I would add another long-term problem which bears on your comment: this is the separation between nursing education, nursing management and nursing practice. Instead of being an integrated profession nursing has allowed itself to be fragmented into almost antagonistic groups to the detriment of patient care and the profession itself.

Nurse Anne said...

Glam you are so full of crap. Nursing managers who try and help the floor nurses are crucified. Nurse education is very relevant.

Glamorganist said...

Nurse Anne, how thick are you really? You can read, you can write, you can sling abuse but I'm not sure you can think.

I think that if nursing was an integrated profession with no separation between management, education and clinical nursing managers would NOT crucified when they tried to help the "floor nurses." Managers would be leading and managing from the "floor." The matrons you attacked in a previous post would be active in hands-on nursing. As for nurse education, of course it's relevant, but I didn't say it wasn't so what are you on about? My point was that I think it would be better if nurse education, and therefore nurse teachers, could find ways of working more closely with clinical nurses and patients than they do at the moment.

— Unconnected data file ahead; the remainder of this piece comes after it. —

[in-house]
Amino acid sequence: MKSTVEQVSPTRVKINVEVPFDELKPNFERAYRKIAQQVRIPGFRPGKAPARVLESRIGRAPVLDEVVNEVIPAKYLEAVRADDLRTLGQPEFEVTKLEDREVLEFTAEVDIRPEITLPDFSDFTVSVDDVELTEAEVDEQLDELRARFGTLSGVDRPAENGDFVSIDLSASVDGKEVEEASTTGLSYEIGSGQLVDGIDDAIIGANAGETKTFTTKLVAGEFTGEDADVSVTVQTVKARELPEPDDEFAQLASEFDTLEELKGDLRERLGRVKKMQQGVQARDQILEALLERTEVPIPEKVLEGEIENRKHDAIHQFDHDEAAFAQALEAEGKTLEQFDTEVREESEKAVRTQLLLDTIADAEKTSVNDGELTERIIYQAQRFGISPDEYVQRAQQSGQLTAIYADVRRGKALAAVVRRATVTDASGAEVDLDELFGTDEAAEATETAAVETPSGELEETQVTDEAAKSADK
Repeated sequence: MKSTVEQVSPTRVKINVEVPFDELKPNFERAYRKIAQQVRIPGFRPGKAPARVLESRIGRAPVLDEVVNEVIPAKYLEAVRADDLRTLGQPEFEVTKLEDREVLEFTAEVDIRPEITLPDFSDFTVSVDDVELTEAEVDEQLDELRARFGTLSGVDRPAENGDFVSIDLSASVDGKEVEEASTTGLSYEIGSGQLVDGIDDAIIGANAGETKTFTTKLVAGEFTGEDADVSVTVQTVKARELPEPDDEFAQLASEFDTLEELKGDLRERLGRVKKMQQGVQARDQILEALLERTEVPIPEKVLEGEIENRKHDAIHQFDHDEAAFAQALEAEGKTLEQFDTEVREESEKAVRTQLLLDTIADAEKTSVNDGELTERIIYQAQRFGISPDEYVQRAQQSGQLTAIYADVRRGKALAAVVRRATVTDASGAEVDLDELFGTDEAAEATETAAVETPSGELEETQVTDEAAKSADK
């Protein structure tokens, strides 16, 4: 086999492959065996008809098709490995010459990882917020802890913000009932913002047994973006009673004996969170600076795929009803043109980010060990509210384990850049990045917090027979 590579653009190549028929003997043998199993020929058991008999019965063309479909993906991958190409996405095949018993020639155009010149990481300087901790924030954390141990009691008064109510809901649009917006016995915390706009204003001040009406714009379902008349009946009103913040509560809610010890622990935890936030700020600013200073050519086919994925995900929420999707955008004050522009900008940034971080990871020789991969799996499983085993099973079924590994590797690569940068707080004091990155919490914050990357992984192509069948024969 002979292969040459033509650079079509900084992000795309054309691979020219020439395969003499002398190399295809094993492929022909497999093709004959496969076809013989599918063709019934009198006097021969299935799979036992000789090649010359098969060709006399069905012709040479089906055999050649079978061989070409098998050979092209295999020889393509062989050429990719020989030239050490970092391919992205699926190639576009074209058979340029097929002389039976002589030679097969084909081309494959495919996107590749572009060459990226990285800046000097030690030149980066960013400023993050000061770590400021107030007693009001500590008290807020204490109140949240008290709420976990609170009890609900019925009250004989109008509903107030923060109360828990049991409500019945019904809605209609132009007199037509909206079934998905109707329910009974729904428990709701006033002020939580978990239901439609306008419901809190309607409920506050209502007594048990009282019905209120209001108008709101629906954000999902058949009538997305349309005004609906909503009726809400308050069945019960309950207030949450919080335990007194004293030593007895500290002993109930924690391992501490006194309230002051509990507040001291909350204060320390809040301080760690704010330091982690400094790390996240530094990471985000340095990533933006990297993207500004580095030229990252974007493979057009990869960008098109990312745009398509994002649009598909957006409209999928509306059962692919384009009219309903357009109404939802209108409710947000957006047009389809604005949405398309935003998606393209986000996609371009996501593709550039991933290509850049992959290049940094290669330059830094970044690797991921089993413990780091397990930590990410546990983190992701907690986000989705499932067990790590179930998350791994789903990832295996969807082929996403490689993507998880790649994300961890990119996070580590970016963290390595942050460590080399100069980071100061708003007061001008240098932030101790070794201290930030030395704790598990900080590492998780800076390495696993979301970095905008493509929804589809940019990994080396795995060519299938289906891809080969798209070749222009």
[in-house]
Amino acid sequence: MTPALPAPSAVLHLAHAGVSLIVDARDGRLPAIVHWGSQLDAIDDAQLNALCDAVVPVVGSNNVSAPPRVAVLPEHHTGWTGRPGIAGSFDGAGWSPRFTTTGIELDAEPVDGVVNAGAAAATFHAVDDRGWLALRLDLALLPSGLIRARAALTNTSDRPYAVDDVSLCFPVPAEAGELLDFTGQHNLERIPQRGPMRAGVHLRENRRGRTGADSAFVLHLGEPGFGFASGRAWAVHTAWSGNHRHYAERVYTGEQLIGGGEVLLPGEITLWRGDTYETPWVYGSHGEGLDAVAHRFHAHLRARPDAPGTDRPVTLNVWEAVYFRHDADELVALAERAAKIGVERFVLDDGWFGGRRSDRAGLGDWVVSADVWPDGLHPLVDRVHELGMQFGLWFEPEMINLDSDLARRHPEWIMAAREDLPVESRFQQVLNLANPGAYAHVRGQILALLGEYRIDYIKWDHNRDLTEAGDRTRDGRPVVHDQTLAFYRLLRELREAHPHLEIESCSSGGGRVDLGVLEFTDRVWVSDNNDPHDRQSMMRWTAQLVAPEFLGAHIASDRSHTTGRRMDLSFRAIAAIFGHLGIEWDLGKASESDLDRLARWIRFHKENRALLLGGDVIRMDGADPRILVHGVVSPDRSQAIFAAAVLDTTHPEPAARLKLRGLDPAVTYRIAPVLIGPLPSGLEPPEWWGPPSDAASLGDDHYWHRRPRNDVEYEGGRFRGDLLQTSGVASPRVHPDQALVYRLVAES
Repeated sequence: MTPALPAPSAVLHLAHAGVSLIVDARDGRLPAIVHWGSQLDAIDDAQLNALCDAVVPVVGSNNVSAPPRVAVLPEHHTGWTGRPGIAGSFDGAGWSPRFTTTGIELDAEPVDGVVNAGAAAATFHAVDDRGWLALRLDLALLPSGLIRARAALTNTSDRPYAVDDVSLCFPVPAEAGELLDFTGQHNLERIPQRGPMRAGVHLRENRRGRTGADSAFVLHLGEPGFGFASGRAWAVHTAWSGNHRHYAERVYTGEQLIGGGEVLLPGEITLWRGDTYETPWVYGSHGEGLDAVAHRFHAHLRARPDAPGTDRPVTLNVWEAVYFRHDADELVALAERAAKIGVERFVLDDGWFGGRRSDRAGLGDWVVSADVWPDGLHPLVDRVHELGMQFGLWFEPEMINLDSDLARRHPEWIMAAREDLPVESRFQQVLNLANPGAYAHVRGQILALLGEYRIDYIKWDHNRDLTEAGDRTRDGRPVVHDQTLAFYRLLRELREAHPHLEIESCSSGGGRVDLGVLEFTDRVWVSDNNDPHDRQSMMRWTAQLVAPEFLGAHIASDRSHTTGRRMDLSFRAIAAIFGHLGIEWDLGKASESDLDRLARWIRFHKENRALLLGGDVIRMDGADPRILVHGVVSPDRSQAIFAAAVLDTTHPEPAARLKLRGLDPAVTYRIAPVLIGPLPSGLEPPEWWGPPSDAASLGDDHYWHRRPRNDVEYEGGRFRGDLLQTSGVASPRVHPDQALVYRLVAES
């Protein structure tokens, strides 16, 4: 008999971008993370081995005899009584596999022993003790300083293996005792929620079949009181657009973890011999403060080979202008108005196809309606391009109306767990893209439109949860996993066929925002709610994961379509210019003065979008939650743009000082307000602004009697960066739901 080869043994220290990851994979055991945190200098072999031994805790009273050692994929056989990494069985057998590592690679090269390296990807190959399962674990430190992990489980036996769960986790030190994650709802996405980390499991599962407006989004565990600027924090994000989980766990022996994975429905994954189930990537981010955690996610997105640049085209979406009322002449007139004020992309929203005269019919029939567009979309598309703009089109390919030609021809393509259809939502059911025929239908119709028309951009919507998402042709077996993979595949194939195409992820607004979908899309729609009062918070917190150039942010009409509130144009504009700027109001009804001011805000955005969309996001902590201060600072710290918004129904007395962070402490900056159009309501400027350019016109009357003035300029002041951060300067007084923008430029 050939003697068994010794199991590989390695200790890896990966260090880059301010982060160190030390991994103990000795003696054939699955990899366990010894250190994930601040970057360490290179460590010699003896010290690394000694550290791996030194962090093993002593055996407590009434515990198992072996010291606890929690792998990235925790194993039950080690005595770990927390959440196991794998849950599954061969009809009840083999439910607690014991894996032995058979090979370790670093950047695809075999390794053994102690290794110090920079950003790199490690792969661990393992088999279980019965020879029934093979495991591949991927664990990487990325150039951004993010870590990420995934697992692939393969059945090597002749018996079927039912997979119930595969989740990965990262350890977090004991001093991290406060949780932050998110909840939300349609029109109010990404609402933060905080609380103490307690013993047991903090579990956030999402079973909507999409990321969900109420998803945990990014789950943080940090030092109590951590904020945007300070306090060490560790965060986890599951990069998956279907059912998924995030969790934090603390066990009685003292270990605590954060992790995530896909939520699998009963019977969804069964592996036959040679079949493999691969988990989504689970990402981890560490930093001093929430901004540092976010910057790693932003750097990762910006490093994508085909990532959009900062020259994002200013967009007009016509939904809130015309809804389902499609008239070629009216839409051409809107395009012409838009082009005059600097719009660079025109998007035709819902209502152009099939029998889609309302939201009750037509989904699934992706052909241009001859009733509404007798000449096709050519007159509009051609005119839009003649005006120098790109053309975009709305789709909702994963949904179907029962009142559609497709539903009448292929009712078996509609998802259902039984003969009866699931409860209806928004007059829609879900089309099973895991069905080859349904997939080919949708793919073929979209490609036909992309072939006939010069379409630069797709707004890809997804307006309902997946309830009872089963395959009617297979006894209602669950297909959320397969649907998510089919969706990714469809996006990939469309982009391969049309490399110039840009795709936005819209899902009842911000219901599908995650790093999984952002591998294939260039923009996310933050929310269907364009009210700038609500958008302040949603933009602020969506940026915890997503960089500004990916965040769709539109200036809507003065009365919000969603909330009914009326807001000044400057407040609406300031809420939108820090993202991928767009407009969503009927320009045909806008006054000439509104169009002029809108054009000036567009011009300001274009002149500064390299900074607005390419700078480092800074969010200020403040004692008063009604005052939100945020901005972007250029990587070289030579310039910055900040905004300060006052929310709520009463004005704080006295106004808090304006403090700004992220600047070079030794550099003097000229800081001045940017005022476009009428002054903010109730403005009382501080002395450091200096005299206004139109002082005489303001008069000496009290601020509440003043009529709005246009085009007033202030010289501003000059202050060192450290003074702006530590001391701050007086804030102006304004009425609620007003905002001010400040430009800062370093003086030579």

So from your comment it seems that you think that the present relationship between clinical nursing, management and education is OK? Wow... your matrons, your managers, all working hard to support you in your work... all fully informed about your staffing needs... all supporting you when things get difficult... I must have missed those posts.

If you disagree with me try writing a coherent response. You'll find it a bit difficult but it'll be worth the effort.